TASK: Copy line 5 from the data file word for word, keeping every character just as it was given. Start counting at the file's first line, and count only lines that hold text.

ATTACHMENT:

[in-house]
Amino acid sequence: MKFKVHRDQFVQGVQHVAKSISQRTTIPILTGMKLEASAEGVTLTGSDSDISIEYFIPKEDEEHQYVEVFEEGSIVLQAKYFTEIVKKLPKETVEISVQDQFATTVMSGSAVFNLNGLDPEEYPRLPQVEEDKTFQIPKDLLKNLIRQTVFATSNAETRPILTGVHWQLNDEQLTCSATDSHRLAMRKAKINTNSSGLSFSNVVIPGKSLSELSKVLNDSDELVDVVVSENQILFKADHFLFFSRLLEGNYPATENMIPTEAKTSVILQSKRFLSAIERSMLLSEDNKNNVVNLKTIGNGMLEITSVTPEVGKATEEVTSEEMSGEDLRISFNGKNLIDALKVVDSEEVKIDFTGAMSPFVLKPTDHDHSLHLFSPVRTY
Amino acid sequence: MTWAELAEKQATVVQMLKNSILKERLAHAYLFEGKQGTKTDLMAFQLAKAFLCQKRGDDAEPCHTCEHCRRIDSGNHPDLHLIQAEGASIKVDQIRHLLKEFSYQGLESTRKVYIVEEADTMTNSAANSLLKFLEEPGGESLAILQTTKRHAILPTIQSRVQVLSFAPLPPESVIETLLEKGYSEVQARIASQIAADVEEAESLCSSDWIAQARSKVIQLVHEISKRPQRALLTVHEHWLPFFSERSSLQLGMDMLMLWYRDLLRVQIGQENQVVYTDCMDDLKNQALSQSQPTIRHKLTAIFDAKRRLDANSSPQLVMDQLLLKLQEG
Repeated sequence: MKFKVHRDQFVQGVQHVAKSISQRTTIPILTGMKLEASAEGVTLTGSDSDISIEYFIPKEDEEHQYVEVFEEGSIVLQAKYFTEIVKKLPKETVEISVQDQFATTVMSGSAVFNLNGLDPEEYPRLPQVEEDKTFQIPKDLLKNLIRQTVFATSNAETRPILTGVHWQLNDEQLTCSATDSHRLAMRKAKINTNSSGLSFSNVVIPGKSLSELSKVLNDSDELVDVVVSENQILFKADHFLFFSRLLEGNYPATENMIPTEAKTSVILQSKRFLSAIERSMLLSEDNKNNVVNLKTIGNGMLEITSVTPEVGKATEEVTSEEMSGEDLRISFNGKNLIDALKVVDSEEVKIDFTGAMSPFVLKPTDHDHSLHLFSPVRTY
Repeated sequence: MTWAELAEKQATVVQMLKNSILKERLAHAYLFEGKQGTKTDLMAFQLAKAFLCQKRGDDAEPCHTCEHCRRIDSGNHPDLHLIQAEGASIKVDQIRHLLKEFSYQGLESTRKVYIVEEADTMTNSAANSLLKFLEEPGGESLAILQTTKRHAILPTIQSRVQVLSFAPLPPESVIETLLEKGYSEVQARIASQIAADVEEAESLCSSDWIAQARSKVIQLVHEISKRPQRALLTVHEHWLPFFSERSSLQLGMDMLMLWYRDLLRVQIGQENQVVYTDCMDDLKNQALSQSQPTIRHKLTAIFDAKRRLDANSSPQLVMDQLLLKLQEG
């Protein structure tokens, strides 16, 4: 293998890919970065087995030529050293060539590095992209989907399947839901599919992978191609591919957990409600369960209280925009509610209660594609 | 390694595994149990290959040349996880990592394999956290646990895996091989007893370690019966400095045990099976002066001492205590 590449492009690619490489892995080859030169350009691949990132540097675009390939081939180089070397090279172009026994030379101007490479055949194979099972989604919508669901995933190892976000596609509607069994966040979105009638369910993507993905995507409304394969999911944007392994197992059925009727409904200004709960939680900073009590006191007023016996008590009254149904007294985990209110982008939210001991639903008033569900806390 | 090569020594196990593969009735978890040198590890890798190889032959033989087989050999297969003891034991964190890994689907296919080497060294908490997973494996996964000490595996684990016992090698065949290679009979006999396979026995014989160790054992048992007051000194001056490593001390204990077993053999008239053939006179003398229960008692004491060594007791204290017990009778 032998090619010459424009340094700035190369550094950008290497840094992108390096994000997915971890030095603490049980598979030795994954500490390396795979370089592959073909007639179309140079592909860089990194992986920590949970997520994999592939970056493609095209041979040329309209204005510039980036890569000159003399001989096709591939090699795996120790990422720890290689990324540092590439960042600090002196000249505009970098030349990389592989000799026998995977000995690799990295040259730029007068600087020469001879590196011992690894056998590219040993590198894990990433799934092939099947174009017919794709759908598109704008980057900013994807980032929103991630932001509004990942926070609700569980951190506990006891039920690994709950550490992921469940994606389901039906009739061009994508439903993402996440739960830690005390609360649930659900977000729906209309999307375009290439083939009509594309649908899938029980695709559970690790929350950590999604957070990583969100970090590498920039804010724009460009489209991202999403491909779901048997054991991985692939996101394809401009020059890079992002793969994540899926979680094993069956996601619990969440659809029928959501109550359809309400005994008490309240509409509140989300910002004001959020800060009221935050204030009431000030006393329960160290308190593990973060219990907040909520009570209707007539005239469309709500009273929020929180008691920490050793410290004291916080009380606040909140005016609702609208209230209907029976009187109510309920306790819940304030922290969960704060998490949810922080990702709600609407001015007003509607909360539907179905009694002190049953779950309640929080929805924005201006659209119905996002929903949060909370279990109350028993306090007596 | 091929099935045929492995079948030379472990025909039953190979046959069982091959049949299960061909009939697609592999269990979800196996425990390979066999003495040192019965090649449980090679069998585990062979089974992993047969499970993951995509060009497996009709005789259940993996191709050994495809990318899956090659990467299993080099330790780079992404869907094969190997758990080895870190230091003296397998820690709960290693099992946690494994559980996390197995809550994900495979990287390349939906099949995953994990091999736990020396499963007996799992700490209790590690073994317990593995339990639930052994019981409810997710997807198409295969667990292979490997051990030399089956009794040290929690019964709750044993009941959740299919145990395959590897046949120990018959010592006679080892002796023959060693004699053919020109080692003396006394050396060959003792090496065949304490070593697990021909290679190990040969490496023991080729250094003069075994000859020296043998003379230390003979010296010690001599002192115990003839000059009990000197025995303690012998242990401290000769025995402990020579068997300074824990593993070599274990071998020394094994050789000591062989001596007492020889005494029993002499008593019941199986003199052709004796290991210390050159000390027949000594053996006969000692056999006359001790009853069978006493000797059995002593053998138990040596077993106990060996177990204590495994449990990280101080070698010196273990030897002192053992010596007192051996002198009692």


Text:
Repeated sequence: MTWAELAEKQATVVQMLKNSILKERLAHAYLFEGKQGTKTDLMAFQLAKAFLCQKRGDDAEPCHTCEHCRRIDSGNHPDLHLIQAEGASIKVDQIRHLLKEFSYQGLESTRKVYIVEEADTMTNSAANSLLKFLEEPGGESLAILQTTKRHAILPTIQSRVQVLSFAPLPPESVIETLLEKGYSEVQARIASQIAADVEEAESLCSSDWIAQARSKVIQLVHEISKRPQRALLTVHEHWLPFFSERSSLQLGMDMLMLWYRDLLRVQIGQENQVVYTDCMDDLKNQALSQSQPTIRHKLTAIFDAKRRLDANSSPQLVMDQLLLKLQEG